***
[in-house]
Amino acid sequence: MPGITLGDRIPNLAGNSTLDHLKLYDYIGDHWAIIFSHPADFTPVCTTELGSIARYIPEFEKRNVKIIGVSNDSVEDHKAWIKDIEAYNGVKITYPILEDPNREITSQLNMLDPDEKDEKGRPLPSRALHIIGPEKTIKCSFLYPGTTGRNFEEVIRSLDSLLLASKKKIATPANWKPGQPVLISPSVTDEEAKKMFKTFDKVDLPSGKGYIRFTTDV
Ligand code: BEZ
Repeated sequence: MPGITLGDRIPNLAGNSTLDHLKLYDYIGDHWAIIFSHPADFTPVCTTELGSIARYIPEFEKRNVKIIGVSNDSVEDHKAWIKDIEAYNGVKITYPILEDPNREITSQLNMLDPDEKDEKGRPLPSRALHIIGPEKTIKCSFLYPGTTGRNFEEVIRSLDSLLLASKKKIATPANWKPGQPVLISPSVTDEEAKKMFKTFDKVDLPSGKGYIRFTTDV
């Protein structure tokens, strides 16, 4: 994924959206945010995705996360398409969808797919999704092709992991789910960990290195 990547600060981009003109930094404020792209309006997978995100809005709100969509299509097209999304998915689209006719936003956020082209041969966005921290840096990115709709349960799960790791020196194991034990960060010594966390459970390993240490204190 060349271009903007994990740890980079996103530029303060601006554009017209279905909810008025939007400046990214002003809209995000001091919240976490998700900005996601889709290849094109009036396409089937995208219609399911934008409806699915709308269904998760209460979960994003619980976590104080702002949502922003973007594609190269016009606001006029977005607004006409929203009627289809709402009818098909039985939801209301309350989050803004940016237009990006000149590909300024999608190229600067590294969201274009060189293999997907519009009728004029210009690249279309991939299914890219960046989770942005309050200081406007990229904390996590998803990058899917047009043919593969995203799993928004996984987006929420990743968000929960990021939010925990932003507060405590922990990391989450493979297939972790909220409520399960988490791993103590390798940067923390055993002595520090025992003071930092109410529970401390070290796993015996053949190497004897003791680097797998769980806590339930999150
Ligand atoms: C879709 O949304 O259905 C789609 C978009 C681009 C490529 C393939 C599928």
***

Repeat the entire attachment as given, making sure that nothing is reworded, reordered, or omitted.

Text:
[in-house]
Amino acid sequence: MPGITLGDRIPNLAGNSTLDHLKLYDYIGDHWAIIFSHPADFTPVCTTELGSIARYIPEFEKRNVKIIGVSNDSVEDHKAWIKDIEAYNGVKITYPILEDPNREITSQLNMLDPDEKDEKGRPLPSRALHIIGPEKTIKCSFLYPGTTGRNFEEVIRSLDSLLLASKKKIATPANWKPGQPVLISPSVTDEEAKKMFKTFDKVDLPSGKGYIRFTTDV
Ligand code: BEZ
Repeated sequence: MPGITLGDRIPNLAGNSTLDHLKLYDYIGDHWAIIFSHPADFTPVCTTELGSIARYIPEFEKRNVKIIGVSNDSVEDHKAWIKDIEAYNGVKITYPILEDPNREITSQLNMLDPDEKDEKGRPLPSRALHIIGPEKTIKCSFLYPGTTGRNFEEVIRSLDSLLLASKKKIATPANWKPGQPVLISPSVTDEEAKKMFKTFDKVDLPSGKGYIRFTTDV
């Protein structure tokens, strides 16, 4: 994924959206945010995705996360398409969808797919999704092709992991789910960990290195 990547600060981009003109930094404020792209309006997978995100809005709100969509299509097209999304998915689209006719936003956020082209041969966005921290840096990115709709349960799960790791020196194991034990960060010594966390459970390993240490204190 060349271009903007994990740890980079996103530029303060601006554009017209279905909810008025939007400046990214002003809209995000001091919240976490998700900005996601889709290849094109009036396409089937995208219609399911934008409806699915709308269904998760209460979960994003619980976590104080702002949502922003973007594609190269016009606001006029977005607004006409929203009627289809709402009818098909039985939801209301309350989050803004940016237009990006000149590909300024999608190229600067590294969201274009060189293999997907519009009728004029210009690249279309991939299914890219960046989770942005309050200081406007990229904390996590998803990058899917047009043919593969995203799993928004996984987006929420990743968000929960990021939010925990932003507060405590922990990391989450493979297939972790909220409520399960988490791993103590390798940067923390055993002595520090025992003071930092109410529970401390070290796993015996053949190497004897003791680097797998769980806590339930999150
Ligand atoms: C879709 O949304 O259905 C789609 C978009 C681009 C490529 C393939 C599928």